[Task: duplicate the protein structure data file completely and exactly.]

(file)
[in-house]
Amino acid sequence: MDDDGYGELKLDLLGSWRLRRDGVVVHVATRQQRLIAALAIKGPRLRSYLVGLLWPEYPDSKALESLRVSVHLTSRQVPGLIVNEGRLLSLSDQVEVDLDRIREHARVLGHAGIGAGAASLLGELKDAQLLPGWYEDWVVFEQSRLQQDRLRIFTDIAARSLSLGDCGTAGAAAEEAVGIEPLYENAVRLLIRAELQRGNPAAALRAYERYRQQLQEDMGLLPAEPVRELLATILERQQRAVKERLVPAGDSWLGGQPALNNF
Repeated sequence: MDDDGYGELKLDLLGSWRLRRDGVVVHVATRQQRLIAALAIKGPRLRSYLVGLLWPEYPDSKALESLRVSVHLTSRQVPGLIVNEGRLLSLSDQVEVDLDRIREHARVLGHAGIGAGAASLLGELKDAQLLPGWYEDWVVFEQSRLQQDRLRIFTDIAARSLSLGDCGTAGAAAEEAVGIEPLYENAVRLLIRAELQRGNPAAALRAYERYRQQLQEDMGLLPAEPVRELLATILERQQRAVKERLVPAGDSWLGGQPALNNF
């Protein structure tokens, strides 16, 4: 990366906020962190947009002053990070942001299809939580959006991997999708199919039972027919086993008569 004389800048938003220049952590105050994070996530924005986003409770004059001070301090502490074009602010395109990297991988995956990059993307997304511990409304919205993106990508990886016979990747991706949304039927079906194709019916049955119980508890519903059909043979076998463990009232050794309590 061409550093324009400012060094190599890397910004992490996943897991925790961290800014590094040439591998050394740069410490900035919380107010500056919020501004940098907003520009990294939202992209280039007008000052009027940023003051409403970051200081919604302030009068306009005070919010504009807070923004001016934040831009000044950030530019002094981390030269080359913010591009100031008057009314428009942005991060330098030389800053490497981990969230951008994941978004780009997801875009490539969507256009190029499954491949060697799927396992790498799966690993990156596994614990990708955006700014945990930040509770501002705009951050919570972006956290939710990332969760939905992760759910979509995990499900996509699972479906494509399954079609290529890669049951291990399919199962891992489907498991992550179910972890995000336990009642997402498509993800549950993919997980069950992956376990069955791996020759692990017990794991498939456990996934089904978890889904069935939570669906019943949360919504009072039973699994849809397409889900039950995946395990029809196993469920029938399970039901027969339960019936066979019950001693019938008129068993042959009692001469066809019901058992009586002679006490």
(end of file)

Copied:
[in-house]
Amino acid sequence: MDDDGYGELKLDLLGSWRLRRDGVVVHVATRQQRLIAALAIKGPRLRSYLVGLLWPEYPDSKALESLRVSVHLTSRQVPGLIVNEGRLLSLSDQVEVDLDRIREHARVLGHAGIGAGAASLLGELKDAQLLPGWYEDWVVFEQSRLQQDRLRIFTDIAARSLSLGDCGTAGAAAEEAVGIEPLYENAVRLLIRAELQRGNPAAALRAYERYRQQLQEDMGLLPAEPVRELLATILERQQRAVKERLVPAGDSWLGGQPALNNF
Repeated sequence: MDDDGYGELKLDLLGSWRLRRDGVVVHVATRQQRLIAALAIKGPRLRSYLVGLLWPEYPDSKALESLRVSVHLTSRQVPGLIVNEGRLLSLSDQVEVDLDRIREHARVLGHAGIGAGAASLLGELKDAQLLPGWYEDWVVFEQSRLQQDRLRIFTDIAARSLSLGDCGTAGAAAEEAVGIEPLYENAVRLLIRAELQRGNPAAALRAYERYRQQLQEDMGLLPAEPVRELLATILERQQRAVKERLVPAGDSWLGGQPALNNF
């Protein structure tokens, strides 16, 4: 990366906020962190947009002053990070942001299809939580959006991997999708199919039972027919086993008569 004389800048938003220049952590105050994070996530924005986003409770004059001070301090502490074009602010395109990297991988995956990059993307997304511990409304919205993106990508990886016979990747991706949304039927079906194709019916049955119980508890519903059909043979076998463990009232050794309590 061409550093324009400012060094190599890397910004992490996943897991925790961290800014590094040439591998050394740069410490900035919380107010500056919020501004940098907003520009990294939202992209280039007008000052009027940023003051409403970051200081919604302030009068306009005070919010504009807070923004001016934040831009000044950030530019002094981390030269080359913010591009100031008057009314428009942005991060330098030389800053490497981990969230951008994941978004780009997801875009490539969507256009190029499954491949060697799927396992790498799966690993990156596994614990990708955006700014945990930040509770501002705009951050919570972006956290939710990332969760939905992760759910979509995990499900996509699972479906494509399954079609290529890669049951291990399919199962891992489907498991992550179910972890995000336990009642997402498509993800549950993919997980069950992956376990069955791996020759692990017990794991498939456990996934089904978890889904069935939570669906019943949360919504009072039973699994849809397409889900039950995946395990029809196993469920029938399970039901027969339960019936066979019950001693019938008129068993042959009692001469066809019901058992009586002679006490």